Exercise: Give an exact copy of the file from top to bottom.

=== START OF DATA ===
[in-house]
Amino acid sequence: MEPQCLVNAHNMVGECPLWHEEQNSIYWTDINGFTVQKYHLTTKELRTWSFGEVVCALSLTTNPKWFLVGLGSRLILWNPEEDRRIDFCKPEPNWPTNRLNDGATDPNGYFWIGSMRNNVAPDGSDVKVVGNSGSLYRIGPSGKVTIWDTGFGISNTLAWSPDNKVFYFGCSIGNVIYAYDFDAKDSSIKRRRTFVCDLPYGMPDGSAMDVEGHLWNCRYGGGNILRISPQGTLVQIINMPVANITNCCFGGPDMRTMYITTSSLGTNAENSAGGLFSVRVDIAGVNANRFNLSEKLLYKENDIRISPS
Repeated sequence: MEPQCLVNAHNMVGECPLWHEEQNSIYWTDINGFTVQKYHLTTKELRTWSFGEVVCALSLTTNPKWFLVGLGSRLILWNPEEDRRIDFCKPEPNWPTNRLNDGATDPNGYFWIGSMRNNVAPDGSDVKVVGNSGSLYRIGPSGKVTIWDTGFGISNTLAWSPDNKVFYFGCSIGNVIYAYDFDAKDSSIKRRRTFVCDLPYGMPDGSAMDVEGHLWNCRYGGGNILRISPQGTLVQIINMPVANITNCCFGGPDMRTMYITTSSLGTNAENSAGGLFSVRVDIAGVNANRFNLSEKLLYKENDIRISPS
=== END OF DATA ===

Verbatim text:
[in-house]
Amino acid sequence: MEPQCLVNAHNMVGECPLWHEEQNSIYWTDINGFTVQKYHLTTKELRTWSFGEVVCALSLTTNPKWFLVGLGSRLILWNPEEDRRIDFCKPEPNWPTNRLNDGATDPNGYFWIGSMRNNVAPDGSDVKVVGNSGSLYRIGPSGKVTIWDTGFGISNTLAWSPDNKVFYFGCSIGNVIYAYDFDAKDSSIKRRRTFVCDLPYGMPDGSAMDVEGHLWNCRYGGGNILRISPQGTLVQIINMPVANITNCCFGGPDMRTMYITTSSLGTNAENSAGGLFSVRVDIAGVNANRFNLSEKLLYKENDIRISPS
Repeated sequence: MEPQCLVNAHNMVGECPLWHEEQNSIYWTDINGFTVQKYHLTTKELRTWSFGEVVCALSLTTNPKWFLVGLGSRLILWNPEEDRRIDFCKPEPNWPTNRLNDGATDPNGYFWIGSMRNNVAPDGSDVKVVGNSGSLYRIGPSGKVTIWDTGFGISNTLAWSPDNKVFYFGCSIGNVIYAYDFDAKDSSIKRRRTFVCDLPYGMPDGSAMDVEGHLWNCRYGGGNILRISPQGTLVQIINMPVANITNCCFGGPDMRTMYITTSSLGTNAENSAGGLFSVRVDIAGVNANRFNLSEKLLYKENDIRISPS